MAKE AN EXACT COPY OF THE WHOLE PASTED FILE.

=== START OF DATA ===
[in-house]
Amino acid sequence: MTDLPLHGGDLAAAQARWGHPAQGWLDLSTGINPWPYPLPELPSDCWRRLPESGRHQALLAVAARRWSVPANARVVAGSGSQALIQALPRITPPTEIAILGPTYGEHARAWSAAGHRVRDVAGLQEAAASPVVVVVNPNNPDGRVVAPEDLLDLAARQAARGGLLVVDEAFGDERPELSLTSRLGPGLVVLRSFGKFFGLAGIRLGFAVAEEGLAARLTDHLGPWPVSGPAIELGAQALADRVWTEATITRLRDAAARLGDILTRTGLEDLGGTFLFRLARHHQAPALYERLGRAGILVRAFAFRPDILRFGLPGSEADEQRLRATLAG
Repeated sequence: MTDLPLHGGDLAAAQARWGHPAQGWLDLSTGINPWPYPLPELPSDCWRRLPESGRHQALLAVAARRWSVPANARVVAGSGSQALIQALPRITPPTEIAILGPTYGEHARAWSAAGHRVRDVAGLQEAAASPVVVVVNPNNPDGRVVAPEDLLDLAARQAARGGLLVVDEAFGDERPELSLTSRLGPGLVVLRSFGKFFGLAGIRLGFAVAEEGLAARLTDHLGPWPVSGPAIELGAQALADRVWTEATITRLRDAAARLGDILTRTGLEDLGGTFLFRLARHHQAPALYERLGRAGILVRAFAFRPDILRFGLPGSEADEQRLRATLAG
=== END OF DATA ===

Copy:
[in-house]
Amino acid sequence: MTDLPLHGGDLAAAQARWGHPAQGWLDLSTGINPWPYPLPELPSDCWRRLPESGRHQALLAVAARRWSVPANARVVAGSGSQALIQALPRITPPTEIAILGPTYGEHARAWSAAGHRVRDVAGLQEAAASPVVVVVNPNNPDGRVVAPEDLLDLAARQAARGGLLVVDEAFGDERPELSLTSRLGPGLVVLRSFGKFFGLAGIRLGFAVAEEGLAARLTDHLGPWPVSGPAIELGAQALADRVWTEATITRLRDAAARLGDILTRTGLEDLGGTFLFRLARHHQAPALYERLGRAGILVRAFAFRPDILRFGLPGSEADEQRLRATLAG
Repeated sequence: MTDLPLHGGDLAAAQARWGHPAQGWLDLSTGINPWPYPLPELPSDCWRRLPESGRHQALLAVAARRWSVPANARVVAGSGSQALIQALPRITPPTEIAILGPTYGEHARAWSAAGHRVRDVAGLQEAAASPVVVVVNPNNPDGRVVAPEDLLDLAARQAARGGLLVVDEAFGDERPELSLTSRLGPGLVVLRSFGKFFGLAGIRLGFAVAEEGLAARLTDHLGPWPVSGPAIELGAQALADRVWTEATITRLRDAAARLGDILTRTGLEDLGGTFLFRLARHHQAPALYERLGRAGILVRAFAFRPDILRFGLPGSEADEQRLRATLAG